The small-scale hacking of the Emergency Alert System in Montana to broadcast a supposed zombie apocalypse earlier this year, revealed the possible safety hazards of a vulnerable alert system, making this new report on various ways to hack the system all the more alarming.According to an IOActive Security Advisory published, two of the systems responsible for delivering the messages, can be easily hacked. "An attacker who gains control of one or more DASDEC systems can disrupt these stations' ability to transmit and could disseminate false emergency information over a large geographic area," explains the report. DASDEC I and DADSEC II are both, apparently, at risk. But it doesn't just stop there: In addition, the report also links to another notice about further vulnerabilities in the system known as R189 One-Net/R189SE One-NetSE bringing the hole count up to three, which is disconcerting.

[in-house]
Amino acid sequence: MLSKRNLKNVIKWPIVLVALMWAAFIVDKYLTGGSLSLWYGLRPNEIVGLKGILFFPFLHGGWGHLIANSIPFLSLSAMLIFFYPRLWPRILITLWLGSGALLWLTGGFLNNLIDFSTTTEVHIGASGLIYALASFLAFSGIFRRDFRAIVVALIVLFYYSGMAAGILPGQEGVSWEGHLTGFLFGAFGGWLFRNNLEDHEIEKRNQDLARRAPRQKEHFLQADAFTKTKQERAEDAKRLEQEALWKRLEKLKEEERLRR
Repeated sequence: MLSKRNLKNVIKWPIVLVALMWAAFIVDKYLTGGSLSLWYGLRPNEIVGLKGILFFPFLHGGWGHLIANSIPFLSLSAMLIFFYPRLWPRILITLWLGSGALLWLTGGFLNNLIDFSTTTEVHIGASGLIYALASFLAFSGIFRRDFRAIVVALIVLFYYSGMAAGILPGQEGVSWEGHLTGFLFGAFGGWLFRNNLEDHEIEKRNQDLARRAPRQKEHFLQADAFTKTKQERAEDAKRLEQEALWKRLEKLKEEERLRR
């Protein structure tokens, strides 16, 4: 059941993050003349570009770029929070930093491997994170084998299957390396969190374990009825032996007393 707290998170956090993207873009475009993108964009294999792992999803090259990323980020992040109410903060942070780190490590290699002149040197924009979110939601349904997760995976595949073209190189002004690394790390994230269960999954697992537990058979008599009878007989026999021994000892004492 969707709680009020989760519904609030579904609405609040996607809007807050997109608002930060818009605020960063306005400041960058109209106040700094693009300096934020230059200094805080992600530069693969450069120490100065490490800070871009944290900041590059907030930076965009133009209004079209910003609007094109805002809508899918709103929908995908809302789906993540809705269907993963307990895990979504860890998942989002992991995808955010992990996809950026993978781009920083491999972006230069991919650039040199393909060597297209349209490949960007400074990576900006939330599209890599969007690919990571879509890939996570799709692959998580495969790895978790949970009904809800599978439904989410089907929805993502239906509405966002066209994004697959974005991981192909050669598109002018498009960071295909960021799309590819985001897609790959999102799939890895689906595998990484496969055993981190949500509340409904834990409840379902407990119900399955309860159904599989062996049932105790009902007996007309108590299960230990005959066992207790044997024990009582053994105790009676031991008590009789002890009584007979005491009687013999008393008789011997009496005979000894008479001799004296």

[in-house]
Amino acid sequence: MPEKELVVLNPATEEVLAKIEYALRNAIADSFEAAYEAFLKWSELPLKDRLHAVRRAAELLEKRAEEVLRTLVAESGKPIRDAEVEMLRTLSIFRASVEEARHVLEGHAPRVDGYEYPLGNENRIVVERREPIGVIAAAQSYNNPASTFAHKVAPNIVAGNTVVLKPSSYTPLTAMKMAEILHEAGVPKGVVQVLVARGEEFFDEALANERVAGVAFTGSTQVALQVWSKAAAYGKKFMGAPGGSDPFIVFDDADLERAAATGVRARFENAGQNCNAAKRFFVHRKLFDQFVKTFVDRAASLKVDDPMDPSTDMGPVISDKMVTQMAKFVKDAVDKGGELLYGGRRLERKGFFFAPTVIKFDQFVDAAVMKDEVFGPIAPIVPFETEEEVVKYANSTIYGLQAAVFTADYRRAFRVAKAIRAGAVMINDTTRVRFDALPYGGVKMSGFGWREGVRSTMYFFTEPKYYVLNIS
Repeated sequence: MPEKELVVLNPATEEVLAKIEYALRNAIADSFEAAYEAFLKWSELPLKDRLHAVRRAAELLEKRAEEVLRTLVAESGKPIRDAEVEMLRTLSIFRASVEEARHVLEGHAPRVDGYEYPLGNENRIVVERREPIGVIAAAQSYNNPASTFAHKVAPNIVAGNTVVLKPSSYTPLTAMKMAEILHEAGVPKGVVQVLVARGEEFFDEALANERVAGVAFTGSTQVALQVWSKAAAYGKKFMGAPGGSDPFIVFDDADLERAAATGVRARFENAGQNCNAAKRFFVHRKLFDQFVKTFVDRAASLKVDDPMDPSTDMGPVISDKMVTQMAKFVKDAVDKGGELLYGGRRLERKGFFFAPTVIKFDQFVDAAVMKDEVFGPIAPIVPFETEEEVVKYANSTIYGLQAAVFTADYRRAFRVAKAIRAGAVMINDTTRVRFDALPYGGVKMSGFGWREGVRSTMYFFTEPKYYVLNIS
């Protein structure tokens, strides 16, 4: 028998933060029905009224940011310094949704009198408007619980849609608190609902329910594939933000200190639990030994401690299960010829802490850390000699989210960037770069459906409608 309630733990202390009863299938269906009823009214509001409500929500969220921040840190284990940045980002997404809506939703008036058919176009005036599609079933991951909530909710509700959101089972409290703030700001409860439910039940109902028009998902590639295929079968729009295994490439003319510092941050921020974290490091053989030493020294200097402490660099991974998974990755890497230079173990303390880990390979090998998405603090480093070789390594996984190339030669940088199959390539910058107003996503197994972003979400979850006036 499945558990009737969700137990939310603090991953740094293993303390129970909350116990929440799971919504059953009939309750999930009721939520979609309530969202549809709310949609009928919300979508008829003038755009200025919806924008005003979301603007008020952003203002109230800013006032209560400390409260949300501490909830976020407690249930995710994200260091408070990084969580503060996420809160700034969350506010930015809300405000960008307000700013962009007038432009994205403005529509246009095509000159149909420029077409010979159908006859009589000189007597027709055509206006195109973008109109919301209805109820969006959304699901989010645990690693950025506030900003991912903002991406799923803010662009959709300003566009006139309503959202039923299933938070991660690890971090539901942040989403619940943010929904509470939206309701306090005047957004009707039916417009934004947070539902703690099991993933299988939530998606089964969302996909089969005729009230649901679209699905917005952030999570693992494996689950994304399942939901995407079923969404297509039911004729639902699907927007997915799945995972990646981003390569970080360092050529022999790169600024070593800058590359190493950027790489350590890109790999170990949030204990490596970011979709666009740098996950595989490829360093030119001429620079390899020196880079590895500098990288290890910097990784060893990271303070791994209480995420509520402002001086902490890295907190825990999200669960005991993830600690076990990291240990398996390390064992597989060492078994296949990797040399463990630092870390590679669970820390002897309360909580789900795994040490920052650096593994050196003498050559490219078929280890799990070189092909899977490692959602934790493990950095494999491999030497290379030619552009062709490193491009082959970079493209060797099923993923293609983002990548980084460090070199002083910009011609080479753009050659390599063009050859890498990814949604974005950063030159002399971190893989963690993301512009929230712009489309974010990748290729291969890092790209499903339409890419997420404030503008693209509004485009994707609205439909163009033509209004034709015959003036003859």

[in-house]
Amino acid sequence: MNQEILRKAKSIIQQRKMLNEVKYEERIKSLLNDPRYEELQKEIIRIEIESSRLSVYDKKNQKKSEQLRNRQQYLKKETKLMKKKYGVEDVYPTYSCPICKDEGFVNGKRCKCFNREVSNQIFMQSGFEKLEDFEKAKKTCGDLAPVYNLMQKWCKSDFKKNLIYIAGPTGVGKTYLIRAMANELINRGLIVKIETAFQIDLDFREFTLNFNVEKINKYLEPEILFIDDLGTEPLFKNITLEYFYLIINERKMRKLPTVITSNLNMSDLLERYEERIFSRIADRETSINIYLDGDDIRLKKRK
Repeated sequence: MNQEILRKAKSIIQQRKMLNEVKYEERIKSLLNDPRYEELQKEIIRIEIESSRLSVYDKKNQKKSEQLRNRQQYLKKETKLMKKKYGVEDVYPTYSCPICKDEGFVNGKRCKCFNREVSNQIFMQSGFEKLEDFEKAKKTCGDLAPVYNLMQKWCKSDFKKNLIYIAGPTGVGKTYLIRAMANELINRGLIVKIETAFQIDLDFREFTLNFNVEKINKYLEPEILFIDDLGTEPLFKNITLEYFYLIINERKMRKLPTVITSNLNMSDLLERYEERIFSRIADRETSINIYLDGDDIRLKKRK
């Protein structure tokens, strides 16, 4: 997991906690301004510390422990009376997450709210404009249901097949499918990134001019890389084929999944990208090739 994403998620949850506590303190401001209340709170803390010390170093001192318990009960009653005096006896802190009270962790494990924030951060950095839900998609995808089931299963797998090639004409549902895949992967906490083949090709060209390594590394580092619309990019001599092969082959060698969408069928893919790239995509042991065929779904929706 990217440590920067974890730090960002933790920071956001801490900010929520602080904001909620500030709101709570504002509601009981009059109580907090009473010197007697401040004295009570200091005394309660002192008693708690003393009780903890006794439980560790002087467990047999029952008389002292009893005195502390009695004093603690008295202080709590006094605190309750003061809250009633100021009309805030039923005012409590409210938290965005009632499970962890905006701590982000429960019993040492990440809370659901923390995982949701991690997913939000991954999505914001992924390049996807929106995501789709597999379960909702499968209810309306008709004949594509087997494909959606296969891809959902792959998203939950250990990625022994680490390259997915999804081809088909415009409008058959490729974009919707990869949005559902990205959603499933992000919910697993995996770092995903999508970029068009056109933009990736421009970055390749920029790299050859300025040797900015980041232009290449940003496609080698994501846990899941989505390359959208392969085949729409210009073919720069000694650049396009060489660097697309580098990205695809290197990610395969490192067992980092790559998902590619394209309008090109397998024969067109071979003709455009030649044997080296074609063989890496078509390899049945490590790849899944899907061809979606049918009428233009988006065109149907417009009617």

Technically, compromising the DASDEC systems doesn't sound too difficult. "These DASDEC application servers are currently shipped with their root-privileged SSH key as part of the firmware update package," Mike Davis, the principal research scientist who discovered the holes, told Wired's Kim Zetter. "This key allows an attacker to remotely log on in over the Internet and can manipulate any system function." In other words: If you have the secret password sent out with the firmware you can hack it— basically.